When I started writing like this, I was given two hints for ways to get people to read what you write – write about something topical, and write about something you care about. Hence, another diatribe concerning my time at Prairie Bible Institute…
…actually, let me rephrase that. This is going to start out being about Prairie, but I hope to make it something more encompassing once I’m done…
Some of you who read this will already know the “public” story that the media has been covering concerning Prairie Bible Institute. I don’t want to confront the story directly right now. However, I do want to confront the way people have been reacting to it.
If you are a “Peeb” and you’re on Facebook, you know that there are a couple of Facebook groups made of of PBI students, past and present. The atmosphere between the two main groups somewhat resembles Christmas in Sarajevo during the Balkan War. Some of the comments I have seen tossed around by “friends” of PBI accuses the “survivors” of PBI of being “bad Christians” because the survivors are openly airing “dirty laundry” that will somehow affect the school negatively. In effect, “Be good Christians and keep this to yourselves. You don’t want to risk God’s wrath by speaking negatively about His school.”
Now I have looked deep into Scripture, and I have yet to find any verse anywhere that calls anyone to put their faith in a school. Or any institution, for that matter. Last I checked, Isaiah 40:8 does not say, “The grass withers and the flowers fade away, but the institutions of the faith will stand forever.”
But somewhere along the line, we Christians started believing that our faith in Jesus is somehow rooted in the institutions we build. That somehow, the churches we build and the schools we attend define who we are as Christians.
The reality is, if we let our institutions define who are are as people of faith, then our faith is ultimately based on the institution, and not on Jesus. Ecclesiastes 3:1-3 reads:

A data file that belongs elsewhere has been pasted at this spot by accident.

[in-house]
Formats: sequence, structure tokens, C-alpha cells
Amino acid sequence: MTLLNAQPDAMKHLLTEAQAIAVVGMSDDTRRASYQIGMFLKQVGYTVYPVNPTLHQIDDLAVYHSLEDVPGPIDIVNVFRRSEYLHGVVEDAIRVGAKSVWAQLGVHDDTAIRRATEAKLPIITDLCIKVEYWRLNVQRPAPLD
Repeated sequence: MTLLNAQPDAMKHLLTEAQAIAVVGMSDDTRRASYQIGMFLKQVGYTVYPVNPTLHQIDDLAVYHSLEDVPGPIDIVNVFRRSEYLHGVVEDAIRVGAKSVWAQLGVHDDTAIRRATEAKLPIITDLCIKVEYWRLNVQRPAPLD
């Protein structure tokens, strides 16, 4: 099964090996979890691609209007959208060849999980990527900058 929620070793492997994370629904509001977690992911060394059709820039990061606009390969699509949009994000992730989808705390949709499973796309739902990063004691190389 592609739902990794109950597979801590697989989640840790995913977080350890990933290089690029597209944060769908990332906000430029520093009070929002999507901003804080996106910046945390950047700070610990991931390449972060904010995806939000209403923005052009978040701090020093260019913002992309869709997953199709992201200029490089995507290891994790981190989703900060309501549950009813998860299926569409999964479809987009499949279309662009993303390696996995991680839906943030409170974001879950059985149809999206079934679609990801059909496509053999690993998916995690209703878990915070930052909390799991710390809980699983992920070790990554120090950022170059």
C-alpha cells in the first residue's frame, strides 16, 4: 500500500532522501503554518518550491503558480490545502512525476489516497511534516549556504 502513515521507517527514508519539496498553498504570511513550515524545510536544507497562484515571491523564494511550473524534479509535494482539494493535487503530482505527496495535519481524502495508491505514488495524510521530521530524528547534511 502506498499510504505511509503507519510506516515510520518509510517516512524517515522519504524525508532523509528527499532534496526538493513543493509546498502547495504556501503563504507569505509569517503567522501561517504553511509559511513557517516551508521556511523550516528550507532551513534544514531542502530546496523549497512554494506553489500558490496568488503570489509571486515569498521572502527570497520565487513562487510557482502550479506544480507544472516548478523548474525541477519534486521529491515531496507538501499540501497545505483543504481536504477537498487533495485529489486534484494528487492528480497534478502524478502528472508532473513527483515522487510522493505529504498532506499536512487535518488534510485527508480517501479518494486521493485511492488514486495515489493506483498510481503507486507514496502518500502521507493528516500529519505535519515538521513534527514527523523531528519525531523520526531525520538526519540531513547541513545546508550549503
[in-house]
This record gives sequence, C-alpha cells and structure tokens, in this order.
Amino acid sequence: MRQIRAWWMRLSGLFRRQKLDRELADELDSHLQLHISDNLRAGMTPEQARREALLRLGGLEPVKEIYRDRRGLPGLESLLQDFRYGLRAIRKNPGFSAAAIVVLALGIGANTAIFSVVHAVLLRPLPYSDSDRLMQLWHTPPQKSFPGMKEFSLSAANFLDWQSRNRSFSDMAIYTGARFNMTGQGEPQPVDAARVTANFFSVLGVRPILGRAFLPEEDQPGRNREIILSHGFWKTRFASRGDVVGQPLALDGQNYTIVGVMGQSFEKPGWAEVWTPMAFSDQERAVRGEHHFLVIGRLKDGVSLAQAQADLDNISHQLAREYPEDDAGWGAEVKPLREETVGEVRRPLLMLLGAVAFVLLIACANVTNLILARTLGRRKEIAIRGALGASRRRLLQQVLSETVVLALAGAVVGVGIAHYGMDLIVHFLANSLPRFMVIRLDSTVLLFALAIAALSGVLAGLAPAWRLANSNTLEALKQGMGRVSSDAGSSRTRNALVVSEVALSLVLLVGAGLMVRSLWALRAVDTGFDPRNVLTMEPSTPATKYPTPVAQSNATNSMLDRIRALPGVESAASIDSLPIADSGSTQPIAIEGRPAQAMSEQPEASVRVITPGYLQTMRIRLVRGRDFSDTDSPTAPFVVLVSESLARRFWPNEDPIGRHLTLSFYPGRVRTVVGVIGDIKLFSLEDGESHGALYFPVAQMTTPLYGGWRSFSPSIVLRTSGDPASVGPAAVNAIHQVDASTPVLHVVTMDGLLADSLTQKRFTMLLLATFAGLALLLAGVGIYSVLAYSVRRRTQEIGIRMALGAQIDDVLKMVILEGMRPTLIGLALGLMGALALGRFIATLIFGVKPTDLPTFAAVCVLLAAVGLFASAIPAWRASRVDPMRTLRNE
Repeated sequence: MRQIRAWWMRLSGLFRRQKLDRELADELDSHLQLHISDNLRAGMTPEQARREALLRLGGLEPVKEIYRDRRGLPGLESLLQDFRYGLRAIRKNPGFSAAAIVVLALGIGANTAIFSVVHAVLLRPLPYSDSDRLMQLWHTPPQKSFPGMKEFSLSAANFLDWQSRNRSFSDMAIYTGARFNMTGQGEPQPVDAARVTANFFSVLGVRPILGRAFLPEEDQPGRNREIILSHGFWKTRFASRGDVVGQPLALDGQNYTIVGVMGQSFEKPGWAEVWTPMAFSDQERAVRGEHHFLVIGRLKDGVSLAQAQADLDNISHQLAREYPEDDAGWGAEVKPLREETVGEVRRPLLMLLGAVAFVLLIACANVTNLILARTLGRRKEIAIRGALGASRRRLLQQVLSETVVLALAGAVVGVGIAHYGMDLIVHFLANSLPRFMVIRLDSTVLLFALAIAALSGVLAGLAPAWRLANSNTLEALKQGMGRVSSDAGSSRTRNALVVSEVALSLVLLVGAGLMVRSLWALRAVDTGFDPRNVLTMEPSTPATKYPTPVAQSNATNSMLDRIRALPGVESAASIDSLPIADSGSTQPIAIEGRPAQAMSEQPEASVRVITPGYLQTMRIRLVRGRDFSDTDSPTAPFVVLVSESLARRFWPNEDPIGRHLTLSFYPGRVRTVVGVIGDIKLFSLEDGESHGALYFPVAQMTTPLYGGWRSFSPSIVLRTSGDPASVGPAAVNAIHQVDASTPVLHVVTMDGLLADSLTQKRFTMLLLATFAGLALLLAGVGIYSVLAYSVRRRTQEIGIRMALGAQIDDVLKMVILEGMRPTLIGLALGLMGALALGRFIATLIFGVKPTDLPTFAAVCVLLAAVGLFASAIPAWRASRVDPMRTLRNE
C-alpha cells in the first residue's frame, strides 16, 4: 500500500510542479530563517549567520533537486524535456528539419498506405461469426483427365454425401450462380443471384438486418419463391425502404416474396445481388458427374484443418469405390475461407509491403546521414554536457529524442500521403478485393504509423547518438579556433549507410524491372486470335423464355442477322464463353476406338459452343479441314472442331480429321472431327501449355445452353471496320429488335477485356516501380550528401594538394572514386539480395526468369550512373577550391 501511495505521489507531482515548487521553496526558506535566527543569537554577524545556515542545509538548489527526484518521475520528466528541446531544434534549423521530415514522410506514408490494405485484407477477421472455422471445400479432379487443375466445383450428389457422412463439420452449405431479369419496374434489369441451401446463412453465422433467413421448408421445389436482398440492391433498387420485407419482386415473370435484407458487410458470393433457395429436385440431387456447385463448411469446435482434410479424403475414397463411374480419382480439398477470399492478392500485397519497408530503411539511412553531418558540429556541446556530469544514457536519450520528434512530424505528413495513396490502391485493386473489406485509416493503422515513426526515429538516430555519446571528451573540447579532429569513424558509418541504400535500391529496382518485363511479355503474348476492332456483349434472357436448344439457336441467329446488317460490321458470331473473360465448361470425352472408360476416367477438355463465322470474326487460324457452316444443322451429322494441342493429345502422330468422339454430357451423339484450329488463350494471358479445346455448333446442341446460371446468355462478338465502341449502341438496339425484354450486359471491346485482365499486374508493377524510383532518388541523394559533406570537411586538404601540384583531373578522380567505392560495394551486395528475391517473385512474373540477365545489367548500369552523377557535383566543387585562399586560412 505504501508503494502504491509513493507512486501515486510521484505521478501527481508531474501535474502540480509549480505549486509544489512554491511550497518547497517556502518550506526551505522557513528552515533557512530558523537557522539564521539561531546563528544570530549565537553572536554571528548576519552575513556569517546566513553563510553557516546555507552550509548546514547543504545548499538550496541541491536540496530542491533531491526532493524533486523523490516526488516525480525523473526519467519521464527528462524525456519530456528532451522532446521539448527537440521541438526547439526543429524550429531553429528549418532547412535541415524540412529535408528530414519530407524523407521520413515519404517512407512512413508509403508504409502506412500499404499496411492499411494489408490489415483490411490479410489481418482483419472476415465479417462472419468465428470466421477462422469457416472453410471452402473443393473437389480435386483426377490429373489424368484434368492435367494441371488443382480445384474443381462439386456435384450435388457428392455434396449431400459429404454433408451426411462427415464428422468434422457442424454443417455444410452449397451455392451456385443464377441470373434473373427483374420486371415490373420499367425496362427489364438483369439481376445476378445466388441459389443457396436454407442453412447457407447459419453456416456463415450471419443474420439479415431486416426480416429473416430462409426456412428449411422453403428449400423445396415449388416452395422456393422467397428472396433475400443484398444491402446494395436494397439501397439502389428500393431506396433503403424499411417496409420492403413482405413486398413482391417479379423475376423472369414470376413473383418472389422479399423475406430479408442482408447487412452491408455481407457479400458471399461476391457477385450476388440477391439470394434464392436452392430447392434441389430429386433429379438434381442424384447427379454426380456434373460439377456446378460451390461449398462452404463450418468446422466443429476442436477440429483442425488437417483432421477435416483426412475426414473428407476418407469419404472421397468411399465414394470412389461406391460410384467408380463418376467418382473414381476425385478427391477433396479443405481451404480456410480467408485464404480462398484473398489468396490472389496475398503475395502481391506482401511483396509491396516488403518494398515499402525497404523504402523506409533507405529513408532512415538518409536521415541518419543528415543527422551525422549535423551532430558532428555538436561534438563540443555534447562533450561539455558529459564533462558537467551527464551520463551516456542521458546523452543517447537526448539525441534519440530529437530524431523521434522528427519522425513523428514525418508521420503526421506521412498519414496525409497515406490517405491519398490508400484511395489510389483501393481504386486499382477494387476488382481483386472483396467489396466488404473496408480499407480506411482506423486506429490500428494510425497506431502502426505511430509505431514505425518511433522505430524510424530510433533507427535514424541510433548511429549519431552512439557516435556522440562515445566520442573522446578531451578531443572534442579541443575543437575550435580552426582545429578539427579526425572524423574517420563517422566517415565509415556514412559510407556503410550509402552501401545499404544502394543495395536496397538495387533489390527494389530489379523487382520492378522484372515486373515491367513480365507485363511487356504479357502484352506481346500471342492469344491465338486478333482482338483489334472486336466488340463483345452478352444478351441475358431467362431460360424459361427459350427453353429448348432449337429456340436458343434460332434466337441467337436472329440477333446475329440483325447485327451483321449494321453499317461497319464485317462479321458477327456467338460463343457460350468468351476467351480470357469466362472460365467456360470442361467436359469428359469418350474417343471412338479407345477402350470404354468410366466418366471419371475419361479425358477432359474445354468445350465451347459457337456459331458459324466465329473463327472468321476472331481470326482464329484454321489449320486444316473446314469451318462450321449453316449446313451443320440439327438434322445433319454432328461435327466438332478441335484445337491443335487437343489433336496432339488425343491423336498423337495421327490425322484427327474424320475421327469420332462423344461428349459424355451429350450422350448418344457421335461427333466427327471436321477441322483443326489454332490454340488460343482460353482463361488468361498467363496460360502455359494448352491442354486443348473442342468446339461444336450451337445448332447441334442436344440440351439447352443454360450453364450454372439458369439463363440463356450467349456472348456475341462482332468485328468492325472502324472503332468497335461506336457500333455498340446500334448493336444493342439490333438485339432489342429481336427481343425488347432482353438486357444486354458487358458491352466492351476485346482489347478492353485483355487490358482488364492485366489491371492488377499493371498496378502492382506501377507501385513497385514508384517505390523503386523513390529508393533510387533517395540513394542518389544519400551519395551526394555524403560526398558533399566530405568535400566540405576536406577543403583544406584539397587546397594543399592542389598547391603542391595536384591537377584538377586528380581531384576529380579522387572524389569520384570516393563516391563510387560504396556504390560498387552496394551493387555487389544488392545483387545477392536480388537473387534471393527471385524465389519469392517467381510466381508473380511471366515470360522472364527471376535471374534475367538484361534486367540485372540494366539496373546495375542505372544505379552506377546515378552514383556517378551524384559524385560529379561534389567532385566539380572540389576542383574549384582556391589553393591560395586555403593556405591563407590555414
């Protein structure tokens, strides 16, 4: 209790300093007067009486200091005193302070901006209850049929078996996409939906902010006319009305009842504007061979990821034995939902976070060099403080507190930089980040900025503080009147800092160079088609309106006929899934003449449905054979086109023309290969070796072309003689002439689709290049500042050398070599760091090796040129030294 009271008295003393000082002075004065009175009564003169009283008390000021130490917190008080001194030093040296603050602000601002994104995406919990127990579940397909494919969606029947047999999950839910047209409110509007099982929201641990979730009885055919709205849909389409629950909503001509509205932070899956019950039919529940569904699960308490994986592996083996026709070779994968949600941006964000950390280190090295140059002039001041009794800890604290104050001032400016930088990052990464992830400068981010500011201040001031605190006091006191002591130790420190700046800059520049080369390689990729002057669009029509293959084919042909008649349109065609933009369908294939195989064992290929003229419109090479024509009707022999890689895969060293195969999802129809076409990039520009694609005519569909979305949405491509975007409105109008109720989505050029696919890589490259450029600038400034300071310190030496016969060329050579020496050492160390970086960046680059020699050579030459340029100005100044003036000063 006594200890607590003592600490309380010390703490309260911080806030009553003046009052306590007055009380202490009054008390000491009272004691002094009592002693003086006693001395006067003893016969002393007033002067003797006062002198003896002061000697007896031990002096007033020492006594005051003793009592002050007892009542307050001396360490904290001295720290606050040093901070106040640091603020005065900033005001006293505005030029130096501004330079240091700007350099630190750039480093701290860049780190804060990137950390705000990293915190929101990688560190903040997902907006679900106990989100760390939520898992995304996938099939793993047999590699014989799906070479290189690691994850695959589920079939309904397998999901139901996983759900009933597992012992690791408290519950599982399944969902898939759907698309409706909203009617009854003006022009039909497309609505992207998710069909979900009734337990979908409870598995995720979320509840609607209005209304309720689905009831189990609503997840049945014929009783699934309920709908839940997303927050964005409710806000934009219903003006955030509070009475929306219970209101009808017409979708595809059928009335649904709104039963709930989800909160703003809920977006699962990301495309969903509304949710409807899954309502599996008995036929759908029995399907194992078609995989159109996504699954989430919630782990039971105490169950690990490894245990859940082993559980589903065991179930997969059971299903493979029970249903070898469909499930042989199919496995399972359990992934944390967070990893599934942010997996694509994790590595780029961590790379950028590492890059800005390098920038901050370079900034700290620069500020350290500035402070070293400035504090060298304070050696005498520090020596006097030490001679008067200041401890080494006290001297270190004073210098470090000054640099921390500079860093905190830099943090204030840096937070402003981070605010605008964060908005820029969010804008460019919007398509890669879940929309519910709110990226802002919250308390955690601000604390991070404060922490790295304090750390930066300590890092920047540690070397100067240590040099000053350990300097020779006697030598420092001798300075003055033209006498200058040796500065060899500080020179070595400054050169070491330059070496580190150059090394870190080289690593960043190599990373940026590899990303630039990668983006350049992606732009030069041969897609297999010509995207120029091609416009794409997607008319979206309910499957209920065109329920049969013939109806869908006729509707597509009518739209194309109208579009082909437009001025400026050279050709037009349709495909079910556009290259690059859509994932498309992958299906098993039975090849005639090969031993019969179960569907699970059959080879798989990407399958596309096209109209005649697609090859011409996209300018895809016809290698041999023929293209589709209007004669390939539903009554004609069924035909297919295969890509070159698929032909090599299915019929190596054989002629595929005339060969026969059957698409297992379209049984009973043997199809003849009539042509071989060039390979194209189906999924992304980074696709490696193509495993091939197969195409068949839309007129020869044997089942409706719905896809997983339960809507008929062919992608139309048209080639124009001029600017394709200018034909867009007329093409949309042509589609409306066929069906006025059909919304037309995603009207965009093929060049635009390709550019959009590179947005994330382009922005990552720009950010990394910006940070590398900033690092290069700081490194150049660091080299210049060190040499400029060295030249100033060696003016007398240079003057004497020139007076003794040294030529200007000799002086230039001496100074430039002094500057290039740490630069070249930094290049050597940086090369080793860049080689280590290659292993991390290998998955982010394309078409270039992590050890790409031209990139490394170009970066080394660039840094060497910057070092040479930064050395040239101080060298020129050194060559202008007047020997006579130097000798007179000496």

“1 For everything there is a season,
a time for every activity under heaven.
2 A time to be born and a time to die.
A time to plant and a time to harvest.
3 A time to kill and a time to heal.
A time to tear down and a time to build up.”
Now – as much as some people might feel this way - I am not for one minute suggesting that it is time to tear Prairie down. But we need to step back, and look objectively at the situation.
Here’s the thing… I work at a small church in Airdrie, Alberta. One of several churches in this city of 40,000 – and it seems like each week, I hear of another church being “planted” in Airdrie. I would hazard a guess that what little growth churches experience here does not come from new conversions, but from people moving to the city or more likely from “church hopping”. Planting a church usually doesn’t mean outreach and growth – it usually means another church gets smaller next Sunday.
This is what I mean about putting our faith in institutions. It’s not enough that this town has an Evangelical Free Church – now we need an Evangelical Missionary Church. But now that we have an Evangelical Missionary church, we need an Evangelical Mennonite Church. And so on. And so on.
But maybe – maybe for some reason, the Evangelical Mennonite Church needs to set up shop. Maybe for some reason, it’s time for the Evangelical Free Church to close its doors, and for a new work to begin.
Whenever we cling too hard to the institutions we build, we blind ourselves to the work that God is doing in our midst. Sometimes, we need to let go of something in order for God to do something bigger and better. Sometimes, we need to let God continue with what He’s doing and not try doing the same thing.
Otherwise, the institutions we build can become chains that hold us back…
…and there’s too much work to be done to allow ourselves to be chained down…
…and McFaith won’t be enough.